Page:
Assemblyman Keith Wright (D-Harlem), along with members of Harlem Homeowners Against Unfair Property Tax Increases (HHAUPTI), today held a press conference on the steps of city hall to introduce statewide legislation aimed at ending the massive property tax increases that over 100 homeowners have experienced in both Harlem and Bedford Stuyvesant, Brooklyn.
According to the Assemblyman, in some cases the taxes increased as much as 2000 percent in just one year. "For a homeowner in New York to receive a bill stating that their property taxes have increased is the norm. But to see an increase of tens of thousands of dollars is preposterous," said Wright.
The Assemblyman’s legislation would assist homeowners involved in new construction by capping construction cost assessments, to keep their subsequent property taxes from skyrocketing. It would also allow homeowners, who have had property tax increases because of renovations, to keep their buildings in a Class 1 tax bracket, thus putting a cap on increases and reducing the overall taxation.
"This is just one necessary step in rewriting the Real Property Taxation law. I fully realize that, to ensure future progress and affordable housing in New York City, we must examine other aspects of this taxation issue, such as the problematic instant addition of construction costs to appraised properties," said Assemblyman Wright.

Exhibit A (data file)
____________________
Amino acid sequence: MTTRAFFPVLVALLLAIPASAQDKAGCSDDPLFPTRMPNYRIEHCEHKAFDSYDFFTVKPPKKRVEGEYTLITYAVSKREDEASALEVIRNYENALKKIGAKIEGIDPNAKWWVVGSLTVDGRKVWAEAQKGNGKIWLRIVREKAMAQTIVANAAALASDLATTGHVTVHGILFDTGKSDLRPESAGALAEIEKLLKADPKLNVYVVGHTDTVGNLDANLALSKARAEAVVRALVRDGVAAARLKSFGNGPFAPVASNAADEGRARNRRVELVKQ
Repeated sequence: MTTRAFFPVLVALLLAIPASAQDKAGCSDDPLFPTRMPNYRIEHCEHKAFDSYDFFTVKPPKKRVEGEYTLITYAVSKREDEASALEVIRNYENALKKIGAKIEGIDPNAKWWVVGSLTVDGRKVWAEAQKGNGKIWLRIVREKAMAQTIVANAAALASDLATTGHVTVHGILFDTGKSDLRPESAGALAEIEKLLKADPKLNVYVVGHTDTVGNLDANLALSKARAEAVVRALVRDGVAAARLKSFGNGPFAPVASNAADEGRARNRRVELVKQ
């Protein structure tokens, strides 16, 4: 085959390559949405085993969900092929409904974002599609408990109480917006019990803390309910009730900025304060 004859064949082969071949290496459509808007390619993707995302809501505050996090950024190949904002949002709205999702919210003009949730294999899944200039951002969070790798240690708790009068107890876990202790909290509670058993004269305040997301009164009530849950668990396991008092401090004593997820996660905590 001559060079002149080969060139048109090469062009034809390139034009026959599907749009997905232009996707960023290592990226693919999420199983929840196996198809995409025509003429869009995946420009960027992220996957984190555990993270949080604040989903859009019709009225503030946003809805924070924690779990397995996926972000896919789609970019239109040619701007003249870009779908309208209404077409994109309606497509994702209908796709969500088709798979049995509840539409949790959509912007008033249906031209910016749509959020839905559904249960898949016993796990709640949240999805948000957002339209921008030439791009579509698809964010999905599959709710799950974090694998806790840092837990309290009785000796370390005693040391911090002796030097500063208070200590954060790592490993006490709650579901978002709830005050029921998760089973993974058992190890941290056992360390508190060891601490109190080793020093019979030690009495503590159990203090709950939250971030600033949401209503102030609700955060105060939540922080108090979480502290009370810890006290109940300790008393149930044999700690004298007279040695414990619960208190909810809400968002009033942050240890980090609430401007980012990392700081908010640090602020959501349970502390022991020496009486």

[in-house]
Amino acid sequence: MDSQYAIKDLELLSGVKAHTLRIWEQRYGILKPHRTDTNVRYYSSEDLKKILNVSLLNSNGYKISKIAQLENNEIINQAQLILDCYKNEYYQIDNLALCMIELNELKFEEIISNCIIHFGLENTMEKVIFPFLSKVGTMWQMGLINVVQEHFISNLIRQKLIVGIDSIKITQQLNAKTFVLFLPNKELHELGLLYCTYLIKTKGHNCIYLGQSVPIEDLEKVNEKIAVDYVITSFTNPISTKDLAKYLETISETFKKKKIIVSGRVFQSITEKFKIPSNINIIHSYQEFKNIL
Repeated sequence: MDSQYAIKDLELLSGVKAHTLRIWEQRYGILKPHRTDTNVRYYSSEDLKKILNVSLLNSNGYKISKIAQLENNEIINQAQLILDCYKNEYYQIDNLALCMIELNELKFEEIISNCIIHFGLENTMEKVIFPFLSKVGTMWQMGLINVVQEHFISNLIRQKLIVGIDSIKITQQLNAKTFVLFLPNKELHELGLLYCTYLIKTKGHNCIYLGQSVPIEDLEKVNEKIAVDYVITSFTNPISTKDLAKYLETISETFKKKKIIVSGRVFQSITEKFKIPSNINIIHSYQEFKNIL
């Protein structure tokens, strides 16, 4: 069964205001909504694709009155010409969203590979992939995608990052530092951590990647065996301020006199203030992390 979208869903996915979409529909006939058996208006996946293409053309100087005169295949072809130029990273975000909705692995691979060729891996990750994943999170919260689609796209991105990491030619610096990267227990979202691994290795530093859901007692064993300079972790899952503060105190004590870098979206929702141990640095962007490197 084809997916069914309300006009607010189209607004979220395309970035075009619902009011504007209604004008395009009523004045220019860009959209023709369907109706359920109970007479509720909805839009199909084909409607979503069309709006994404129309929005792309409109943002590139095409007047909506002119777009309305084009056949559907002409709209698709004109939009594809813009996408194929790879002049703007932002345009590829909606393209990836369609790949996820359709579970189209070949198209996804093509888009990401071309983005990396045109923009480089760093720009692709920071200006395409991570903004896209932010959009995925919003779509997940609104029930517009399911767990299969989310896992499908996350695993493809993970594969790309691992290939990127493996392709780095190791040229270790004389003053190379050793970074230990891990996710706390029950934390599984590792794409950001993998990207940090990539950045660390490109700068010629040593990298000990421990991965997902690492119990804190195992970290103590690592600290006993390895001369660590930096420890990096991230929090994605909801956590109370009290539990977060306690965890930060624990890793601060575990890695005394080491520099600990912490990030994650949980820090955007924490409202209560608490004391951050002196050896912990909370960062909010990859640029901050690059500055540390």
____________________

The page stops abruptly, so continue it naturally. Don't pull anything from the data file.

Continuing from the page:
"As a responsible landlord, I have been doing my part to provide affordable housing in Harlem. These tax increases will completely prevent me and other homeowners from continuing to do so," said Leonard Gleich, a member of HHAUPTI. Another HHAUPTI member, Valerie Jo Bradley, said, "City officials maintain they are only implementing state law – a provision that has been on the books since 1981, but which the city only began utilizing about a year ago. Our group appreciates that Assemblyman Wright is introducing legislation that would supercede this outdated measure and provide assistance – rather than a deterrent – to people who want to be homeowners here."
Assemblyman Wright’s bill will replace recent administrative modifications by the NYC Department of Finance, which were instituted to temporarily prevent the tax increases. "It is clear that in order to renew communities like Harlem and Bed-Stuy; we must remove as many of the barriers as possible. I can think of few larger barriers than a property tax of $20,000," said Assemblyman Wright.